Bishop Glen John Provost
Bishop of Lake Charles
Sesquicentennial Mass of Celebration
Feast of Our Lady of Guadalupe
Thursday, December 12, 2019
Cathedral of the Immaculate Conception
Lake Charles, Louisiana
Guadalupe and Immaculate Conception Parish converge in one solemn moment tonight as we recall Mary’s apparition to a poor Mexican native and the establishment of this Parish named for that very Virgin who appeared to him.
The event of Guadalupe is about roses and one rose in particular. Let us unfold the tilma. As we do so, roses fall from the tilma of Juan-Diego miraculously. It was not the time of year for roses. But the bishop wanted a sign. No doubt the bishop thought it a significant challenge. “Let us see if this is really true?” he must have thought. So God provided him with a sign of roses. And from that garden arose a flower of singular significance.
A rose is a beautiful flower. The scent of only one rose can fill an entire room. The unique qualities of a rose are what make the rose legendary. We must not forget, however, that roses have thorns. I remember once visiting a rose farm in South America. Acres and acres covered with magnificent rose beds surrounded me. The owner of the farm told me that he shipped roses worldwide and that every buyer had different expectations. For example, he said, in the United States, the buyers wanted the thorns cut off.
To cut the thorns from roses is so revealing. We do not want pain. We shun the thought of having to suffer, so we cut the thorns from roses. Somehow we see no reconciliation between pain and beauty.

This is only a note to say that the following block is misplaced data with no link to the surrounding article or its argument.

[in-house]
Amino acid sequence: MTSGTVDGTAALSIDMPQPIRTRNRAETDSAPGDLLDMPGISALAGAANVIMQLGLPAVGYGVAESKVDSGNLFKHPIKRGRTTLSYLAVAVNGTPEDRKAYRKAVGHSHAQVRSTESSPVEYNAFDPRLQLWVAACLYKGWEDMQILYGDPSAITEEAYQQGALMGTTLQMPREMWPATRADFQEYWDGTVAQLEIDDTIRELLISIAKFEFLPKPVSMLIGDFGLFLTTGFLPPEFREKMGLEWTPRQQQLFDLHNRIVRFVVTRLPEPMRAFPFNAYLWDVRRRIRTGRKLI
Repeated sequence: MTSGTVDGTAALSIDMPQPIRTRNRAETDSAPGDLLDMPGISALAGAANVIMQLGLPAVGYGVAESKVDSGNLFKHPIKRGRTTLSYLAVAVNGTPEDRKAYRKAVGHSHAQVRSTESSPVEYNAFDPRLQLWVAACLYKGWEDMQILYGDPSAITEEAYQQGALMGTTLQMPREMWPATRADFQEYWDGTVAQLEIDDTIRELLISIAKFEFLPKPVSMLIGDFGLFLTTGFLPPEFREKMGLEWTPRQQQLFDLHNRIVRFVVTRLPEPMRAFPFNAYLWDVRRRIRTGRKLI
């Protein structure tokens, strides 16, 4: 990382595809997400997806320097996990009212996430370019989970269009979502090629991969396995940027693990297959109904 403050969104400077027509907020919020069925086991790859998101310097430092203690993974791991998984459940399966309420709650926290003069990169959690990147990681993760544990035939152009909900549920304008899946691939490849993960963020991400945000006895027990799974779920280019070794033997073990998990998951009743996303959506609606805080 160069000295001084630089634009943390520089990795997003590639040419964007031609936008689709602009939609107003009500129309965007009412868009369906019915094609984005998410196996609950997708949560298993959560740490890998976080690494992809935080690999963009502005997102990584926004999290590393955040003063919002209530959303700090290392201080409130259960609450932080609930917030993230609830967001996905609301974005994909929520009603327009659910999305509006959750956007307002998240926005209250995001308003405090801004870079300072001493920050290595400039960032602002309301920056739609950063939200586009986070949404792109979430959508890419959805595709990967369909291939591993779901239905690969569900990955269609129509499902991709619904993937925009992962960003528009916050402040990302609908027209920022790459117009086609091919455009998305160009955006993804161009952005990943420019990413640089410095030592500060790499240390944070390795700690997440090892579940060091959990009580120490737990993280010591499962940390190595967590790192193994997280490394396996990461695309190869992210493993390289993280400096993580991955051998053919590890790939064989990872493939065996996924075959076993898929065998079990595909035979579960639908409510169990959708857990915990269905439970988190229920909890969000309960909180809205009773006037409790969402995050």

Thorns remind us of the pain that is so often present even in the most beautiful of occasions. Think of the sacrifices that our ancestors made to build this parish. Consider the devastation of the fire of 1910, how defeated their spirits, how overwhelmed to look upon their church destroyed. Thorns remind us that work is always necessary to bring about a good result. Thorns recall for us that suffering is part of life. We can admire the beauty, but it does not come without some pain and suffering.
Why do we cut the thorns from our roses? They should remain as a reminder of the reality of life’s challenges and how God can overcome all these obstacles. In the Book of Revelation, a glorious vision is presented to us of a woman clothed with the sun and with the moon beneath her feet. Yet, the dragon awaits to consume her child. What happens? God protects them. The dragon cannot harm her or the child.
We should not be discouraged. Roses, taking their cue from their Creator, teach us this lesson. What kind of roses do we bring to Mary? A pure heart, a soul made fragrant with God’s grace? Or, do we bring wilted roses, roses that have lost their scent, beauty disfigured by sin. God can make our souls beautiful once again with His grace, just as surely as the faithful of the parish raised up this beautiful edifice from the ashes of 1910.
My brothers and sisters, we are called to live a better life than the ones we live. There is always room for improvement, to grow a better rose. Our roses always need trimming, fertilizing, and tender care. And, yes, the thorns remain, as the reminder of our imperfections—but the reality of the rose is the beauty of God’s grace shining through our human weakness, living virtuous lives, forgiving our enemies, looking for peace and resolving our difficulties.
Juan-Diego opened his tilma before the bishop and roses fell to the ground revealing a rose of incomparable beauty, the Virgin Mary. Mary is the rose, she who was conceived without sin, the stainless mother of the Redeemer, the patroness of this church, she who is full of grace.
Mary, the rose, is our model. We want to imitate her purity, her goodness, and her fidelity to God’s will. In this way we become more perfectly the rose that blooms in winter and falls to the ground to reveal something even more beautiful. In this way, we make the song of Mary our own: “My soul proclaims the greatness of the Lord, and my spirit rejoices in God my Savior.”